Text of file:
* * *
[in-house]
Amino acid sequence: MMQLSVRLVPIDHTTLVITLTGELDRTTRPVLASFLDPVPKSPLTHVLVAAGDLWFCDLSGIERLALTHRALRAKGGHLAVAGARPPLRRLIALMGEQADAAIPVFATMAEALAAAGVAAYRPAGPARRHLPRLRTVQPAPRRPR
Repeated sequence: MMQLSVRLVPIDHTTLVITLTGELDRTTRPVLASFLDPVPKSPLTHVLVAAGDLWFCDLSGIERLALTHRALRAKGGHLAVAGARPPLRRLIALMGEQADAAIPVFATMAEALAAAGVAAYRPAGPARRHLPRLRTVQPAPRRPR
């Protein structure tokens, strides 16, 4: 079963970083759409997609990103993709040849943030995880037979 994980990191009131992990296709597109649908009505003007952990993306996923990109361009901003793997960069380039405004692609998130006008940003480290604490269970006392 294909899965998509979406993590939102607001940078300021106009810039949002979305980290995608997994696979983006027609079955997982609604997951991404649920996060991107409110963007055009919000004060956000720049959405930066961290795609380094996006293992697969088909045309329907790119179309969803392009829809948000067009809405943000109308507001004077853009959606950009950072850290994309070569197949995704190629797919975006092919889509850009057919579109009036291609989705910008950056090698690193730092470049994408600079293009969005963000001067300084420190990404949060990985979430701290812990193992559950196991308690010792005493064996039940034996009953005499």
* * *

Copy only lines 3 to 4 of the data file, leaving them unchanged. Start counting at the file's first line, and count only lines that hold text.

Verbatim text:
Repeated sequence: MMQLSVRLVPIDHTTLVITLTGELDRTTRPVLASFLDPVPKSPLTHVLVAAGDLWFCDLSGIERLALTHRALRAKGGHLAVAGARPPLRRLIALMGEQADAAIPVFATMAEALAAAGVAAYRPAGPARRHLPRLRTVQPAPRRPR
């Protein structure tokens, strides 16, 4: 079963970083759409997609990103993709040849943030995880037979 994980990191009131992990296709597109649908009505003007952990993306996923990109361009901003793997960069380039405004692609998130006008940003480290604490269970006392 294909899965998509979406993590939102607001940078300021106009810039949002979305980290995608997994696979983006027609079955997982609604997951991404649920996060991107409110963007055009919000004060956000720049959405930066961290795609380094996006293992697969088909045309329907790119179309969803392009829809948000067009809405943000109308507001004077853009959606950009950072850290994309070569197949995704190629797919975006092919889509850009057919579109009036291609989705910008950056090698690193730092470049994408600079293009969005963000001067300084420190990404949060990985979430701290812990193992559950196991308690010792005493064996039940034996009953005499």